The CVS-Aetna merger has hit a snag in the road following recent hearings to determine whether the deal is anti-competitive.
The $69-billion merger of CVS Health and Aetna isn’t a done deal despite having received the blessing of federal officials and the two companies moving to integrate their businesses.
Senior United States District Judge Richard Leon hinted at his disapproval of the merger last December and more recently moved to call witnesses to discuss the impact of the merger on healthcare costs and spending during two-day Tunney Act hearings.
Leon’s consent decree is the final approval in the way of the merger. “These decrees are normally fast and painless. This one was neither,” noted Robert Teitelman of Barron’s.
“The judge’s continuing irritation with the Justice Department was obvious at the hearing, yet it is unclear whether Leon can or will unwind the entire deal, the settlement, or do nothing—or what an inevitable appeal would involve,” he continued.
The tone and tenor of Leon’s remarks have proved unsettling to those supportive of the CVS-Aetna merger. On Monday, Josh Kosman of the New York Post quoted an anonymous source who expected an unfavorable ruling.
“I think Leon rules against us. If he rejects the settlement, we would have to figure out the next steps,” the source stated.
While that decision wouldn’t void the deal, it would necessitate a legal battle between the companies and the federal government as well as between the executive and judiciary branches of the federal government.
“A rejection by Leon would likely set the stage for an appeal by DOJ, which has recommended that the deal be approved,” Kosman reported. “Failing that, the DOJ could theoretically present a new settlement, although experts say that could be difficult, as the deal’s current concession to sell Aetna’s Medicare Part D individual prescription drug plans to WellCare Health Plans addresses the only significant overlap between the businesses.”
To receive DoJ approval, Aetna divested itself of its Medicare Part D (i.e., prescription drug) health plans to WellCare Health Plans for $107 million (with CVS remaining WellCare’s pharmacy benefit manager). Last week, one of Aetna’s leading competitors Humana squashed rumors that it would acquire Centene, following the latter’s own acquisition of WellCare. Should Leon reject the CVS-Aetna merger, it is unclear what impact it will have on these related transactions.
“There is, in fact, no case law on killing the entire deal, as opposed to altering, or blocking, the consent decree. So no one knows whether Leon can or will unwind the entire transaction, or what an inevitable appeal would involve,” Teitelman noted.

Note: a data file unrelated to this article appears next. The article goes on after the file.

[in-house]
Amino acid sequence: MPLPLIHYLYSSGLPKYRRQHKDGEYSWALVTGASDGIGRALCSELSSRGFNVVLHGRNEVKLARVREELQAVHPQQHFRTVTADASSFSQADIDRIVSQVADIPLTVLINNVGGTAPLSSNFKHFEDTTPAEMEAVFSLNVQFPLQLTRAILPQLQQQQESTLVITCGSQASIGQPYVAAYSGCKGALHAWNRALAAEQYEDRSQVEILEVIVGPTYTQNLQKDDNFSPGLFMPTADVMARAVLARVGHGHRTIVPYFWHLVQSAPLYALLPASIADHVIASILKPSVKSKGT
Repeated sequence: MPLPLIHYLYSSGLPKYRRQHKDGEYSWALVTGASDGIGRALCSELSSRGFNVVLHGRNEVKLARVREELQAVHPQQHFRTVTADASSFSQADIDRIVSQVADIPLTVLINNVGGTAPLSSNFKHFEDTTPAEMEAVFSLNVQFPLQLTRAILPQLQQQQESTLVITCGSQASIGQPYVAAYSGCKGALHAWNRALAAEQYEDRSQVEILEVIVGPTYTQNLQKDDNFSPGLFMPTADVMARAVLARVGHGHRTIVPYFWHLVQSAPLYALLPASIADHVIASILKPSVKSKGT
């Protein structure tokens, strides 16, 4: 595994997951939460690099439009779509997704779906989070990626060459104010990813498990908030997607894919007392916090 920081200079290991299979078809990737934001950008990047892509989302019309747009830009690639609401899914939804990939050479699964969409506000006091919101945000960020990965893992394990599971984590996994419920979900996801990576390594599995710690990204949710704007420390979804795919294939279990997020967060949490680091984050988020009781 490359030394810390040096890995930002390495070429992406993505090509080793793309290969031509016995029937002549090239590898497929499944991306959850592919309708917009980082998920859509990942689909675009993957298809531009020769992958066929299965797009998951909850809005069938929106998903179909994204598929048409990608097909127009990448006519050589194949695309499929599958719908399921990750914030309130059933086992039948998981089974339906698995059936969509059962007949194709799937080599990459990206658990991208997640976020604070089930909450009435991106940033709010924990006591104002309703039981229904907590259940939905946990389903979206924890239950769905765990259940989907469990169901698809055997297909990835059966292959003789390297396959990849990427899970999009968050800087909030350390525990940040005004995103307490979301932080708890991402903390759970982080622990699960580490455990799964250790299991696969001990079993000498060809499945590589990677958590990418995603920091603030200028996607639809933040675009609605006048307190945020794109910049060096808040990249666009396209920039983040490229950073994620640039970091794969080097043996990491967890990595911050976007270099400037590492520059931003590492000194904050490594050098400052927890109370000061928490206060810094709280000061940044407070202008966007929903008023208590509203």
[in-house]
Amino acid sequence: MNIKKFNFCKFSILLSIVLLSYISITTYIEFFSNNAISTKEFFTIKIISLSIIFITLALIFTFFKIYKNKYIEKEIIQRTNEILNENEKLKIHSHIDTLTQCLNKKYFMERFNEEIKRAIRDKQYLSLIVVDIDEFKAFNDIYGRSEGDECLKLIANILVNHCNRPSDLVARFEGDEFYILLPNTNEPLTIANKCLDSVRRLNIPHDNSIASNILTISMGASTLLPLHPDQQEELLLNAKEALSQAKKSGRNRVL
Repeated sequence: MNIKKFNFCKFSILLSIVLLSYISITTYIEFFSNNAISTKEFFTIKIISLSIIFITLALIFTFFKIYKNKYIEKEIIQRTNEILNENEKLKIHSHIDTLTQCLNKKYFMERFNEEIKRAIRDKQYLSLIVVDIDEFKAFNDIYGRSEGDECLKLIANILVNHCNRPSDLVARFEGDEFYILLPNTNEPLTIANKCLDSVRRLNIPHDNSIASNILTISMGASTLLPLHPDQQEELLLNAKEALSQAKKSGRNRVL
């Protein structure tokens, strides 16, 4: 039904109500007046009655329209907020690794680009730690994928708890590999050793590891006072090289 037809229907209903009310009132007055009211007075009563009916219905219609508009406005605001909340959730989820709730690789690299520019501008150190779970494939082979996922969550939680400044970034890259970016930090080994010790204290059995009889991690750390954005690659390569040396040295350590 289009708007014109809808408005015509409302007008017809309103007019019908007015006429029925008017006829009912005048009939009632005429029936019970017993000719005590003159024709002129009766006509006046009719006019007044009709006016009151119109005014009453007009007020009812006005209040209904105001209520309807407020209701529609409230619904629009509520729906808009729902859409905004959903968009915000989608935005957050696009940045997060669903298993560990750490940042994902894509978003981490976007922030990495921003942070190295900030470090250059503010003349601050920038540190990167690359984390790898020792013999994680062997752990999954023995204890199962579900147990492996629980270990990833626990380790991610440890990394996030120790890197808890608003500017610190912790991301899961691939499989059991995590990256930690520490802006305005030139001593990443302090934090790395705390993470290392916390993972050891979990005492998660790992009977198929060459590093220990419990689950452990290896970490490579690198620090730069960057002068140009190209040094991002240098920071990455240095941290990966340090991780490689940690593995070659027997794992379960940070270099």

Pricing is at the heart of the matter and the crux of Leon’s opposition to the merger (via Barron’s):
The more significant issue is whether the deal might raise prices, thus harming the public interest. Leon said the question “is whether or not the pharmaceuticals will be [offered] at a lower price and whether they’re going to be more readily accessible.” CVS argued that little would change in the leverage of its current PBM, after the deal closed. Leon scoffed at that, arguing that Aetna’s 21 million customers give CVS—already one of three PBMs that control 70% of the market—great leverage.
According to multiple reports, Leon openly questioned whether Aetna’s divestiture was significant enough to counter CVS’s control over the PBM market.
If Leon rejects the merger, it would be the first instance since 1974 when the Tunney Act empowered judges to do so.
“The fundamental weakness in the Tunney Act is it does not require the merging parties to wait for judicial approval to consummate their deal,” former Senate Judiciary Committee member Seth Bloom told the Post.
And the hearings process is not over yet. Leon called for another hearing on July 17 and warned lawyers not to schedule their summer breaks.
Also pending is the standoff between Leon and DoJ. The judge was quick to reject the notion that he would rubber-stamp the deal because the current administration found no fault with it. According to Teitelman, the last judge to render an unfavorable consent decree got tossed from the case.
While the situation continues to play out, CVS and Aetna have indicated their intention to operate as a single company and progress with their ambitious goals of improving healthcare at the community level.
Date: June 13, 2019
Source: Health Payer Intelligence